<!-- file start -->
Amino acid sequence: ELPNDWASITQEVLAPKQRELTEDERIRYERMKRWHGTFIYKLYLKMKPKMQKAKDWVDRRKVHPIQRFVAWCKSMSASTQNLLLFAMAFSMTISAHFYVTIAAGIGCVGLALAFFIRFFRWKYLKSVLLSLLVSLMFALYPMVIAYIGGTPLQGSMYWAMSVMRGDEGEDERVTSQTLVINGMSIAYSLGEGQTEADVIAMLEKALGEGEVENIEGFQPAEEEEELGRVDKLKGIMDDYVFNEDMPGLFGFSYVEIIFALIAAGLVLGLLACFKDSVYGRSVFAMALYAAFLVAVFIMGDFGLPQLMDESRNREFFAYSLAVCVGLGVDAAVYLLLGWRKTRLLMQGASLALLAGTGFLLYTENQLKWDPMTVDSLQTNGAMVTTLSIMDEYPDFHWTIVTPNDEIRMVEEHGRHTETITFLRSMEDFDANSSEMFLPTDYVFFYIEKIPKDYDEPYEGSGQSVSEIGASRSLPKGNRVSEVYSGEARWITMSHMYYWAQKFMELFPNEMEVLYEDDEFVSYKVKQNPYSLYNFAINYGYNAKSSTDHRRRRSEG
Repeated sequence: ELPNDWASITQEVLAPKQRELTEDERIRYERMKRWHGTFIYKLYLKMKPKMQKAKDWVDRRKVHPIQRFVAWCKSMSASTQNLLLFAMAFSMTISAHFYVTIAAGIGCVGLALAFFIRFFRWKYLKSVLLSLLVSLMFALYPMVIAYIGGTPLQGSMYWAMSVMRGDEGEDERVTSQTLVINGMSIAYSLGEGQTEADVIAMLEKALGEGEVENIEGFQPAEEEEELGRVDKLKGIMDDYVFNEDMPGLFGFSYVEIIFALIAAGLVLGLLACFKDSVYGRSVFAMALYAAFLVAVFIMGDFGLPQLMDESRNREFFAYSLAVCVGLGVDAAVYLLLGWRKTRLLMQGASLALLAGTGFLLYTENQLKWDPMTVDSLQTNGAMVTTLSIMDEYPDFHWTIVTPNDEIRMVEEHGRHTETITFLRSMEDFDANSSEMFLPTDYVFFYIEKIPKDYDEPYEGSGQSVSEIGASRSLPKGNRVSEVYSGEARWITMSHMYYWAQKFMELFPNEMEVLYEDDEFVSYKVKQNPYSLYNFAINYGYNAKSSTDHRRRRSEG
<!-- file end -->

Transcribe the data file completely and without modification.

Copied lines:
Amino acid sequence: ELPNDWASITQEVLAPKQRELTEDERIRYERMKRWHGTFIYKLYLKMKPKMQKAKDWVDRRKVHPIQRFVAWCKSMSASTQNLLLFAMAFSMTISAHFYVTIAAGIGCVGLALAFFIRFFRWKYLKSVLLSLLVSLMFALYPMVIAYIGGTPLQGSMYWAMSVMRGDEGEDERVTSQTLVINGMSIAYSLGEGQTEADVIAMLEKALGEGEVENIEGFQPAEEEEELGRVDKLKGIMDDYVFNEDMPGLFGFSYVEIIFALIAAGLVLGLLACFKDSVYGRSVFAMALYAAFLVAVFIMGDFGLPQLMDESRNREFFAYSLAVCVGLGVDAAVYLLLGWRKTRLLMQGASLALLAGTGFLLYTENQLKWDPMTVDSLQTNGAMVTTLSIMDEYPDFHWTIVTPNDEIRMVEEHGRHTETITFLRSMEDFDANSSEMFLPTDYVFFYIEKIPKDYDEPYEGSGQSVSEIGASRSLPKGNRVSEVYSGEARWITMSHMYYWAQKFMELFPNEMEVLYEDDEFVSYKVKQNPYSLYNFAINYGYNAKSSTDHRRRRSEG
Repeated sequence: ELPNDWASITQEVLAPKQRELTEDERIRYERMKRWHGTFIYKLYLKMKPKMQKAKDWVDRRKVHPIQRFVAWCKSMSASTQNLLLFAMAFSMTISAHFYVTIAAGIGCVGLALAFFIRFFRWKYLKSVLLSLLVSLMFALYPMVIAYIGGTPLQGSMYWAMSVMRGDEGEDERVTSQTLVINGMSIAYSLGEGQTEADVIAMLEKALGEGEVENIEGFQPAEEEEELGRVDKLKGIMDDYVFNEDMPGLFGFSYVEIIFALIAAGLVLGLLACFKDSVYGRSVFAMALYAAFLVAVFIMGDFGLPQLMDESRNREFFAYSLAVCVGLGVDAAVYLLLGWRKTRLLMQGASLALLAGTGFLLYTENQLKWDPMTVDSLQTNGAMVTTLSIMDEYPDFHWTIVTPNDEIRMVEEHGRHTETITFLRSMEDFDANSSEMFLPTDYVFFYIEKIPKDYDEPYEGSGQSVSEIGASRSLPKGNRVSEVYSGEARWITMSHMYYWAQKFMELFPNEMEVLYEDDEFVSYKVKQNPYSLYNFAINYGYNAKSSTDHRRRRSEG